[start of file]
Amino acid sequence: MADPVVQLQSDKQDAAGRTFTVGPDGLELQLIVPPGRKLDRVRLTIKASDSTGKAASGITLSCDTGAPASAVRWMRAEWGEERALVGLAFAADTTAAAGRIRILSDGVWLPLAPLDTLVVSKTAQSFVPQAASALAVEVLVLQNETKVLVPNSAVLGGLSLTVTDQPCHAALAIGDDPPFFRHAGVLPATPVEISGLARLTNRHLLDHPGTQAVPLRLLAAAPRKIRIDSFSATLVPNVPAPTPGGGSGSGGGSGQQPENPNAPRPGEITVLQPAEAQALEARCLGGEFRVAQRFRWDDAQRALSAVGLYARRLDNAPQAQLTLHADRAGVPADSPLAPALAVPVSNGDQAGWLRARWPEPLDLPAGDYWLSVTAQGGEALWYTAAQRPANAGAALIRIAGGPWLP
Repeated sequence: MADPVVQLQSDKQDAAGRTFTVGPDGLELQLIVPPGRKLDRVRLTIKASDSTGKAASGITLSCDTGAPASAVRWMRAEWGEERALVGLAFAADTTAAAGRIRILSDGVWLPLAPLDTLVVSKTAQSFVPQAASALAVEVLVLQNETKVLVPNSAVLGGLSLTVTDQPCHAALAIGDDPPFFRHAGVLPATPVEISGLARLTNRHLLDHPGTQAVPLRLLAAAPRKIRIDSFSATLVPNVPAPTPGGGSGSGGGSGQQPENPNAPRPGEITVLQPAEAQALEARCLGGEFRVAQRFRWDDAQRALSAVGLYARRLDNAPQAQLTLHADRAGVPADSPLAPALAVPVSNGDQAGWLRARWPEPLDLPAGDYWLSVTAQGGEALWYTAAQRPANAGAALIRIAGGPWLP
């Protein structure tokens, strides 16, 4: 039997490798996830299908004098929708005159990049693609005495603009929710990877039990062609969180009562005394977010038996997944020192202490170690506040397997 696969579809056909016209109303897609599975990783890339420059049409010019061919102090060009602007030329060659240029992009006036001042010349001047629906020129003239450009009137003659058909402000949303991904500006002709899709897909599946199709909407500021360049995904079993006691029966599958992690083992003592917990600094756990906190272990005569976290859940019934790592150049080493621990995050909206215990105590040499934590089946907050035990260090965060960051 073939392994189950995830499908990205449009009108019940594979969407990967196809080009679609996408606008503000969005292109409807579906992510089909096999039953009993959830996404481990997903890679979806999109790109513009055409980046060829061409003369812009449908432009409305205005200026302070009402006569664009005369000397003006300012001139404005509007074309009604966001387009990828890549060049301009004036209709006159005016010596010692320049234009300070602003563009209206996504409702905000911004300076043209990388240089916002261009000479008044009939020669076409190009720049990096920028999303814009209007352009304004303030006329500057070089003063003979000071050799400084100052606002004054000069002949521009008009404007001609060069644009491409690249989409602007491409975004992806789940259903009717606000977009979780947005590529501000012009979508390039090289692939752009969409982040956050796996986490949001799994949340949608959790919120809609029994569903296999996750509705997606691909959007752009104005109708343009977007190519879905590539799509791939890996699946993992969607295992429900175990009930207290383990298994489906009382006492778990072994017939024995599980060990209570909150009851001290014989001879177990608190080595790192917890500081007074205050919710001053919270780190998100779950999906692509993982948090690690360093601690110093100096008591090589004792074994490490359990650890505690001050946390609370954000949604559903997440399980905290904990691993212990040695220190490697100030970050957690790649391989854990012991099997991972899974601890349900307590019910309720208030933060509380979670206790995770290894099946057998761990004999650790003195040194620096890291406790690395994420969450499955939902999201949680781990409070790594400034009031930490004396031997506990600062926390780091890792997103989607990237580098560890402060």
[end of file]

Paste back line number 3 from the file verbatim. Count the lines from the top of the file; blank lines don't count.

């Protein structure tokens, strides 16, 4: 039997490798996830299908004098929708005159990049693609005495603009929710990877039990062609969180009562005394977010038996997944020192202490170690506040397997 696969579809056909016209109303897609599975990783890339420059049409010019061919102090060009602007030329060659240029992009006036001042010349001047629906020129003239450009009137003659058909402000949303991904500006002709899709897909599946199709909407500021360049995904079993006691029966599958992690083992003592917990600094756990906190272990005569976290859940019934790592150049080493621990995050909206215990105590040499934590089946907050035990260090965060960051 073939392994189950995830499908990205449009009108019940594979969407990967196809080009679609996408606008503000969005292109409807579906992510089909096999039953009993959830996404481990997903890679979806999109790109513009055409980046060829061409003369812009449908432009409305205005200026302070009402006569664009005369000397003006300012001139404005509007074309009604966001387009990828890549060049301009004036209709006159005016010596010692320049234009300070602003563009209206996504409702905000911004300076043209990388240089916002261009000479008044009939020669076409190009720049990096920028999303814009209007352009304004303030006329500057070089003063003979000071050799400084100052606002004054000069002949521009008009404007001609060069644009491409690249989409602007491409975004992806789940259903009717606000977009979780947005590529501000012009979508390039090289692939752009969409982040956050796996986490949001799994949340949608959790919120809609029994569903296999996750509705997606691909959007752009104005109708343009977007190519879905590539799509791939890996699946993992969607295992429900175990009930207290383990298994489906009382006492778990072994017939024995599980060990209570909150009851001290014989001879177990608190080595790192917890500081007074205050919710001053919270780190998100779950999906692509993982948090690690360093601690110093100096008591090589004792074994490490359990650890505690001050946390609370954000949604559903997440399980905290904990691993212990040695220190490697100030970050957690790649391989854990012991099997991972899974601890349900307590019910309720208030933060509380979670206790995770290894099946057998761990004999650790003195040194620096890291406790690395994420969450499955939902999201949680781990409070790594400034009031930490004396031997506990600062926390780091890792997103989607990237580098560890402060």